The benefits of expungement reaching all those who are eligible is not limited to the individual but reverberates around the state as a whole. For example, it is estimated that the United States loses 87 billion dollars in GDP annually from keeping those with criminal records out of the workforce. According to a Stanford University study, the benefits of expungement, in the form of increased tax revenue and decreased spending on public assistance, outweigh the costs at a rate of $5,800 per person every year. In fact, if not for mass incarceration and the financial difficulties of having a criminal record, the nation’s poverty rate would have dropped by 20% from 1980 to 2004, saving millions in public assistance costs. The costs to the Government in finding and clearing eligible records exists, but these are a one-time expenditure, and the benefits accumulate annually in the form of increased revenue and decreased public assistance. You can read more about how Clean Slate will work in Oklahoma here.
Occupational Licensing Reform (SB1691)
SB1691, signed into law by the Governor on May 16, 2022,reforms how state licensing authorities treat a criminal conviction. The language of the law provides, “a conviction, plea of guilty or nolo contendere, or pending criminal charge of a
crime may be grounds for the denial of an applicant for a state license or state certification to practice an occupation only if the underlying offense substantially relates to the duties and responsibilities of the occupation and poses a reasonable threat to public safety, health, or welfare.” It continues, “[w]hen making a determination pursuant to this subsection, a licensing or certification authority shall consider. . . . the seriousness of the crime . . . . the amount of time that has passed since the conviction . . . . the age of the person at the time the crime was committed . . . .evidence relevant to the circumstances of the offense . . . . and evidence of rehabilitation.”
The law also mandates that an arrest without a corresponding conviction, unless the charges are currently pending, cannot be used for licensure denial, and if a denial is handed down for the licensing authority, that authority must detail in writing the reasons for denial. These reasons include that the specific offense relates to the duties and responsibilities of an occupation. Finally, the licensing authority must give a written statement detailing the right to appeal an adverse determination to the applicant.
Currently, in Oklahoma, an estimated 25% of the workforce must be licensed by the state in order to continue employment in that occupation, and obtaining a license takes an average of 416 days in Oklahoma, based on a sample of 102 medium to low wage jobs that require a license. The amount of jobs needing a state issued license has risen dramatically, and thus, keeping people out of those jobs because of a criminal record is damaging to our economy. For instance, the total cost of licensing regulations is between $34.8 billion to $41.7 billion per year. In barbering, hairdressing, and cosmetology, there will be a growth of approximately 64,000 positions between 2014 and 2024, all of whom will require a new license.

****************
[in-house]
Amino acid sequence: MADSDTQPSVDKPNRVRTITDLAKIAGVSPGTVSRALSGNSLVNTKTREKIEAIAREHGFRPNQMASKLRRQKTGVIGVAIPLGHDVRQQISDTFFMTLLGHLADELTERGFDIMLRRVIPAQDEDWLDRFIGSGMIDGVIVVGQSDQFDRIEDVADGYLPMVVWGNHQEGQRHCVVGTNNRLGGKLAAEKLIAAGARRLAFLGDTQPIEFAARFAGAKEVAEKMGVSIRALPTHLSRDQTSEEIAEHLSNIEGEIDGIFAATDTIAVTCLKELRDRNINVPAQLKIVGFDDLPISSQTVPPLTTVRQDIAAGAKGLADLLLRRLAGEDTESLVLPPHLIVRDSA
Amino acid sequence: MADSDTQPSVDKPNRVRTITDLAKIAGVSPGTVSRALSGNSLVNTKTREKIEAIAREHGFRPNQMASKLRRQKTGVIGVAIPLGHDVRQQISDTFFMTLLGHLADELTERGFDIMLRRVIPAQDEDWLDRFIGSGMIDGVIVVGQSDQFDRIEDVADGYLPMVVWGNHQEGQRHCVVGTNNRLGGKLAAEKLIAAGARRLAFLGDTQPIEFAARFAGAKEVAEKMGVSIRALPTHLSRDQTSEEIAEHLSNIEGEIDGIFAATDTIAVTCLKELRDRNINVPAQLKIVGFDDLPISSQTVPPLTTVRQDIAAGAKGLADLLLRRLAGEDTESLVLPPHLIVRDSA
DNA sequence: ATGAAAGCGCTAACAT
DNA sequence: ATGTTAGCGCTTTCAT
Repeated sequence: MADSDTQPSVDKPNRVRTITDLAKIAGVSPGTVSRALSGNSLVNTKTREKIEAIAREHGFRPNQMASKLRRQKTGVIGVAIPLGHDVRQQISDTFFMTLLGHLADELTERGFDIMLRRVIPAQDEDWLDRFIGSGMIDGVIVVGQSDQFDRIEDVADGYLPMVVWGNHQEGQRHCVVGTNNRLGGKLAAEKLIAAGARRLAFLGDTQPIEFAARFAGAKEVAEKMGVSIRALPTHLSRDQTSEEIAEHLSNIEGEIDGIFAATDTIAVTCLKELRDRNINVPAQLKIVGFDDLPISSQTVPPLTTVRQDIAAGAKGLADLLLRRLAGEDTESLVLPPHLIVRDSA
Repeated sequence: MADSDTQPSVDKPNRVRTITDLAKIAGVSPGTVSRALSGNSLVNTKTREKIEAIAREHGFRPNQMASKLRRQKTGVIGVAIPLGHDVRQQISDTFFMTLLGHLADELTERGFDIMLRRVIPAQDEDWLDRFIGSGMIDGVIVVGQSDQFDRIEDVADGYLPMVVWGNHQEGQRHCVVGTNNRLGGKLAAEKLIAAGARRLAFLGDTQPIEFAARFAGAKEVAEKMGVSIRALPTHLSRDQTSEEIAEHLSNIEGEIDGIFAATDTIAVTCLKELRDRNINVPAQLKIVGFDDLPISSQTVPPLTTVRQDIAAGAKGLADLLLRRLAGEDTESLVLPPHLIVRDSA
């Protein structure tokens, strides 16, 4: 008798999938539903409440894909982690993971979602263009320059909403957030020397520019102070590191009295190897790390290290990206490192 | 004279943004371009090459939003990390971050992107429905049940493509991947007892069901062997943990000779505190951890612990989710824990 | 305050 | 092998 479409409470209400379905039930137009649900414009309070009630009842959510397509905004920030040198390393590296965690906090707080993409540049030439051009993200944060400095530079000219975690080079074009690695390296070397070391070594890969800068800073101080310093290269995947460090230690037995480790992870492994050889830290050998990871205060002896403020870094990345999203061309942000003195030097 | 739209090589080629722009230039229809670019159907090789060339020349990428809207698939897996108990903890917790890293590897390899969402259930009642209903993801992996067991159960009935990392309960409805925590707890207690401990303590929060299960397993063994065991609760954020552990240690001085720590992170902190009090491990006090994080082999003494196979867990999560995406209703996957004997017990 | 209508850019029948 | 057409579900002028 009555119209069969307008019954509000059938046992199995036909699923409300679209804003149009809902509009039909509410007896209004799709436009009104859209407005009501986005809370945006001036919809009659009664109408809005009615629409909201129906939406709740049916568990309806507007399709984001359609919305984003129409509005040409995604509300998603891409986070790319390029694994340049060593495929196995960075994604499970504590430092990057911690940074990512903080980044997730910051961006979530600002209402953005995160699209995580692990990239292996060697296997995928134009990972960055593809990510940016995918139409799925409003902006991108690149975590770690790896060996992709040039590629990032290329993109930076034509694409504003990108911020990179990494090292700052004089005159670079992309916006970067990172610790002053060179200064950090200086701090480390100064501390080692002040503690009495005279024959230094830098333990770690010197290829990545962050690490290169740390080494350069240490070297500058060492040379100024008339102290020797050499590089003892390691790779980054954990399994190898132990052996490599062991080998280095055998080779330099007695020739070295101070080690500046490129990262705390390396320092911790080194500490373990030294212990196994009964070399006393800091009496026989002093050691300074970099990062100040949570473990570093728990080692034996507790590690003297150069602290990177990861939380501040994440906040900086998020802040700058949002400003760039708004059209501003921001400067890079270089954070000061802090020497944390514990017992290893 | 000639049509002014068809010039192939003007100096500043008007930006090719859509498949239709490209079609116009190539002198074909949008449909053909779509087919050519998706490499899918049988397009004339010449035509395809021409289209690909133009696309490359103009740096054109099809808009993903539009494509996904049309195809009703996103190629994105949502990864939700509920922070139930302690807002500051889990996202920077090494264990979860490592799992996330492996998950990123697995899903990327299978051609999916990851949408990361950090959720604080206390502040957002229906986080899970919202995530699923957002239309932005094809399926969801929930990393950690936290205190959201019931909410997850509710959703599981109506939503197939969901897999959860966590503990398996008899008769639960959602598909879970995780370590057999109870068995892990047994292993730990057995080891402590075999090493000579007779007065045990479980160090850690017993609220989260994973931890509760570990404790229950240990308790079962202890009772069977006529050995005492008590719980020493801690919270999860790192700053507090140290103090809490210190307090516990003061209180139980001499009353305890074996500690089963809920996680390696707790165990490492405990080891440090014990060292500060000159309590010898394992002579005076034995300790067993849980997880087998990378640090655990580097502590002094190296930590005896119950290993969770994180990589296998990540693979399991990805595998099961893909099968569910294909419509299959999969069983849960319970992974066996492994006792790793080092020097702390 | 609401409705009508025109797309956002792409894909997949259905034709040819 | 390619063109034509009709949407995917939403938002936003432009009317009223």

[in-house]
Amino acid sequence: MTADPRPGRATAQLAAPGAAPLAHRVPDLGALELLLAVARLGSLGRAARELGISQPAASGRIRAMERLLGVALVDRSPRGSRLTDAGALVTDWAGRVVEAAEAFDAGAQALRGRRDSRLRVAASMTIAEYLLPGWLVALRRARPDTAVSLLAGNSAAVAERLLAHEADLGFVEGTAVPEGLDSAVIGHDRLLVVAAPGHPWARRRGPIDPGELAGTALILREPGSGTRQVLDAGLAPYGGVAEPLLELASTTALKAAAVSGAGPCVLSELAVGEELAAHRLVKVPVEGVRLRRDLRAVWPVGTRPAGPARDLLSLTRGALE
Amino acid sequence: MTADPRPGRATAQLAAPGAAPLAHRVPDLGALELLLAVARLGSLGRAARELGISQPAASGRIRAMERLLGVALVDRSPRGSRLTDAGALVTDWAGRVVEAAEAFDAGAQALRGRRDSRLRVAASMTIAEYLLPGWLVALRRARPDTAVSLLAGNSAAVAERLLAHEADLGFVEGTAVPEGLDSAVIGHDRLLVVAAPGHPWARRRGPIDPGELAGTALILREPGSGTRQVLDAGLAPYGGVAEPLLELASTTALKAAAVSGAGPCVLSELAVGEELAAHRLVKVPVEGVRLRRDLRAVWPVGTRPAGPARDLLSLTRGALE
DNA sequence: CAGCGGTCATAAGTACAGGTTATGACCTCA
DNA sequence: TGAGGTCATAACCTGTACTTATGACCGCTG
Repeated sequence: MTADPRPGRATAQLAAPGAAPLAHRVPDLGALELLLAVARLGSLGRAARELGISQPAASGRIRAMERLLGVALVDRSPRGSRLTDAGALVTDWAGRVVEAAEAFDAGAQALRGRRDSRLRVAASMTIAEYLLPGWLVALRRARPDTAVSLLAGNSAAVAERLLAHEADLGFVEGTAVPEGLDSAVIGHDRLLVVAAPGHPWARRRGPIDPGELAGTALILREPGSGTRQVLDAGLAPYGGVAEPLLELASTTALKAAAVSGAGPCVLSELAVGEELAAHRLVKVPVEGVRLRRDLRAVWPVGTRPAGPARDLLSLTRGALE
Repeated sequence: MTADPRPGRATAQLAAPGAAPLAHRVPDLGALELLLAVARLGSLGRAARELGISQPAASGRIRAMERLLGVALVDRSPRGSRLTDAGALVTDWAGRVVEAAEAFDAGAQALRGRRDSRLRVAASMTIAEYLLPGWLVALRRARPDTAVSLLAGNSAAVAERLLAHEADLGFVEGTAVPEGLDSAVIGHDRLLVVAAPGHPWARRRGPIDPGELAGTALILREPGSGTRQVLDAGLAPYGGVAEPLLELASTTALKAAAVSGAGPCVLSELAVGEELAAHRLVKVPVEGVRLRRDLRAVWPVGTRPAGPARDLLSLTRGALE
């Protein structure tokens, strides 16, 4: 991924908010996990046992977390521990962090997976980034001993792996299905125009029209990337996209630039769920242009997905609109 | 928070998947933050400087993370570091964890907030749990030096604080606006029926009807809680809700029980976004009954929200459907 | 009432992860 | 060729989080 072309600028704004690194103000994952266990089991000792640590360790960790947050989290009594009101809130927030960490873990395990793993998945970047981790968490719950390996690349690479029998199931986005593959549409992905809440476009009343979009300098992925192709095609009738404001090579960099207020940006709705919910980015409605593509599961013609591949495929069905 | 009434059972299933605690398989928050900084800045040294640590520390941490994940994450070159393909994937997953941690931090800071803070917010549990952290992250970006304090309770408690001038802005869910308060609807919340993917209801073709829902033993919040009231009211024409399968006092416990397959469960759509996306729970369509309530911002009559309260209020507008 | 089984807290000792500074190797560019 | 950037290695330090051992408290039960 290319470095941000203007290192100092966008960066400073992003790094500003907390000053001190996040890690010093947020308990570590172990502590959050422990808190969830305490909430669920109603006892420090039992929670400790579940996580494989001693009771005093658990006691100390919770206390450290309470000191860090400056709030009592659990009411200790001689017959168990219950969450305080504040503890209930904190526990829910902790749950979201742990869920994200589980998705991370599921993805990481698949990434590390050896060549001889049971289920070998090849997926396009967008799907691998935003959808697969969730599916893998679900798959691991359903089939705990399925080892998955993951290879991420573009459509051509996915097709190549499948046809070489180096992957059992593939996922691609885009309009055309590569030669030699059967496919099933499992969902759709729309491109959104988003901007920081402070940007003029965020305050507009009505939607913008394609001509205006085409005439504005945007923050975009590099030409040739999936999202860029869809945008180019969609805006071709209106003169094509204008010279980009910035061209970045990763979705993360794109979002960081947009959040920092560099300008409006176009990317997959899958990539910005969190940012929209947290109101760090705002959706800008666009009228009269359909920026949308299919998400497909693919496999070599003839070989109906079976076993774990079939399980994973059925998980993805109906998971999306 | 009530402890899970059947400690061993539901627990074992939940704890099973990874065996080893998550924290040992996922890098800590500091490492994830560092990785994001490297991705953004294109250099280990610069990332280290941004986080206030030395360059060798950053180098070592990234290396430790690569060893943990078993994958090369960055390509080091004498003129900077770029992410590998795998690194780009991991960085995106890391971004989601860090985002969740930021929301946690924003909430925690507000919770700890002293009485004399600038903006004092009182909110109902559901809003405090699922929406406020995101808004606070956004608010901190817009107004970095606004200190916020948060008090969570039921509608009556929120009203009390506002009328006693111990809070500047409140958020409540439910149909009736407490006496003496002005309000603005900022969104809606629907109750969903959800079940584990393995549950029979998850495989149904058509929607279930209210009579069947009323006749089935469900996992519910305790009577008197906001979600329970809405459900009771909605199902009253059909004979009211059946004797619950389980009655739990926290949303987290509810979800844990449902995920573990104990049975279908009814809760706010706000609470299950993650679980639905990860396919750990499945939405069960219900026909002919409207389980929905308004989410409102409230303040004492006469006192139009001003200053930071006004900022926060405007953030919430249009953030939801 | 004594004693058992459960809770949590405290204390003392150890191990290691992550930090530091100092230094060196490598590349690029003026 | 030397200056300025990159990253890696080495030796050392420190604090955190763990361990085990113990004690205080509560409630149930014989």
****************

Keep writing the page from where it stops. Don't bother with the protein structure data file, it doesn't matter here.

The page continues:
Further, there is no rational relationship between license stringency requirements and public safety. For example, in order to be licensed as an Emergency Medical Technician in Oklahoma, one must complete 216 hours of training, while to be licensed in the cosmetology field a person must complete 1500 hours. As Paul Larkin Jr. of the Heritage Foundation writes:
The skills demanded by the two occupations, and the importance of those professions to the health and safety of the community are obviously quite different. Because they are the first medically trained parties to reach a patient, EMTs are not only an integral part of the medical system but also are the tip of the spear.
The way in which the new law functions should ensure that public safety is truly considered, and a conviction is not used as a proxy for assumed bad moral character and unemployability. It does this by ensuring that a conviction used to deny a license is related to the occupation sought. In that way, public safety is prioritized while barriers are removed from those exiting the carceral system and local economies are improved.
For narrowly avoided mistakes this past session you can continue reading here.